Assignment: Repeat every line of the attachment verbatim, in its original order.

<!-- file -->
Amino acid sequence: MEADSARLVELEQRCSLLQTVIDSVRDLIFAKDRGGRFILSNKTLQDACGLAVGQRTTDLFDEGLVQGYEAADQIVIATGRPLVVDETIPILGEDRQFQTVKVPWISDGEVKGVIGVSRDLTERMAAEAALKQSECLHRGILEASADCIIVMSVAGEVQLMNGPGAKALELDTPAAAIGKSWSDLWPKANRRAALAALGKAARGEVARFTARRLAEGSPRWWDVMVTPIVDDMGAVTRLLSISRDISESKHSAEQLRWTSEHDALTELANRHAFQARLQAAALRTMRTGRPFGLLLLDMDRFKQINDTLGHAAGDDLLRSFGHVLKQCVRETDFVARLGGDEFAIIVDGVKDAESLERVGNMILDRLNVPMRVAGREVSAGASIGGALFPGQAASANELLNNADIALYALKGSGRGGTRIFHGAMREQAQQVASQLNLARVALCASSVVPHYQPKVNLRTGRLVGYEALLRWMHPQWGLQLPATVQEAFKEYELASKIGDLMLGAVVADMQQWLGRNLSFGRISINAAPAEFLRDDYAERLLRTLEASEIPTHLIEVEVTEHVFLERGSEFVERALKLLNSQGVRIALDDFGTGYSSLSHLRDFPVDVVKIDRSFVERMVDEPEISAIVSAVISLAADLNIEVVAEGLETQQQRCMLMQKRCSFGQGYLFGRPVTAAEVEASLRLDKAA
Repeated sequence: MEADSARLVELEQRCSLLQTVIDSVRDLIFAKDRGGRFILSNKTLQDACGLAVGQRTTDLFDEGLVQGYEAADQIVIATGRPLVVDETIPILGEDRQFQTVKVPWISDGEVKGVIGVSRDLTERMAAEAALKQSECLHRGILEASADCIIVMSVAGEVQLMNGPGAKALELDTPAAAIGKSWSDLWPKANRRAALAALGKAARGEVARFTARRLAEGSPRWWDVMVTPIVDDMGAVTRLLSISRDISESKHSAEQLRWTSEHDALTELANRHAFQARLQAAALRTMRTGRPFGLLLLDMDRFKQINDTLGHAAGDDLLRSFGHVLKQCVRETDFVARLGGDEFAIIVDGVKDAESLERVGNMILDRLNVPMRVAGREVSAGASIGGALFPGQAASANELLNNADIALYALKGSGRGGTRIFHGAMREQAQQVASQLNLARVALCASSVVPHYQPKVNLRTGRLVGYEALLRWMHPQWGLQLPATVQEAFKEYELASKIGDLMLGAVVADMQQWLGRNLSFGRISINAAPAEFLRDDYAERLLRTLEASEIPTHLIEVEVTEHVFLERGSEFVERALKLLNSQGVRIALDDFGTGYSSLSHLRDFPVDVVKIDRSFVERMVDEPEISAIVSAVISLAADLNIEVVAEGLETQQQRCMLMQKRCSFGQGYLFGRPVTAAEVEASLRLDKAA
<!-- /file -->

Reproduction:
Amino acid sequence: MEADSARLVELEQRCSLLQTVIDSVRDLIFAKDRGGRFILSNKTLQDACGLAVGQRTTDLFDEGLVQGYEAADQIVIATGRPLVVDETIPILGEDRQFQTVKVPWISDGEVKGVIGVSRDLTERMAAEAALKQSECLHRGILEASADCIIVMSVAGEVQLMNGPGAKALELDTPAAAIGKSWSDLWPKANRRAALAALGKAARGEVARFTARRLAEGSPRWWDVMVTPIVDDMGAVTRLLSISRDISESKHSAEQLRWTSEHDALTELANRHAFQARLQAAALRTMRTGRPFGLLLLDMDRFKQINDTLGHAAGDDLLRSFGHVLKQCVRETDFVARLGGDEFAIIVDGVKDAESLERVGNMILDRLNVPMRVAGREVSAGASIGGALFPGQAASANELLNNADIALYALKGSGRGGTRIFHGAMREQAQQVASQLNLARVALCASSVVPHYQPKVNLRTGRLVGYEALLRWMHPQWGLQLPATVQEAFKEYELASKIGDLMLGAVVADMQQWLGRNLSFGRISINAAPAEFLRDDYAERLLRTLEASEIPTHLIEVEVTEHVFLERGSEFVERALKLLNSQGVRIALDDFGTGYSSLSHLRDFPVDVVKIDRSFVERMVDEPEISAIVSAVISLAADLNIEVVAEGLETQQQRCMLMQKRCSFGQGYLFGRPVTAAEVEASLRLDKAA
Repeated sequence: MEADSARLVELEQRCSLLQTVIDSVRDLIFAKDRGGRFILSNKTLQDACGLAVGQRTTDLFDEGLVQGYEAADQIVIATGRPLVVDETIPILGEDRQFQTVKVPWISDGEVKGVIGVSRDLTERMAAEAALKQSECLHRGILEASADCIIVMSVAGEVQLMNGPGAKALELDTPAAAIGKSWSDLWPKANRRAALAALGKAARGEVARFTARRLAEGSPRWWDVMVTPIVDDMGAVTRLLSISRDISESKHSAEQLRWTSEHDALTELANRHAFQARLQAAALRTMRTGRPFGLLLLDMDRFKQINDTLGHAAGDDLLRSFGHVLKQCVRETDFVARLGGDEFAIIVDGVKDAESLERVGNMILDRLNVPMRVAGREVSAGASIGGALFPGQAASANELLNNADIALYALKGSGRGGTRIFHGAMREQAQQVASQLNLARVALCASSVVPHYQPKVNLRTGRLVGYEALLRWMHPQWGLQLPATVQEAFKEYELASKIGDLMLGAVVADMQQWLGRNLSFGRISINAAPAEFLRDDYAERLLRTLEASEIPTHLIEVEVTEHVFLERGSEFVERALKLLNSQGVRIALDDFGTGYSSLSHLRDFPVDVVKIDRSFVERMVDEPEISAIVSAVISLAADLNIEVVAEGLETQQQRCMLMQKRCSFGQGYLFGRPVTAAEVEASLRLDKAA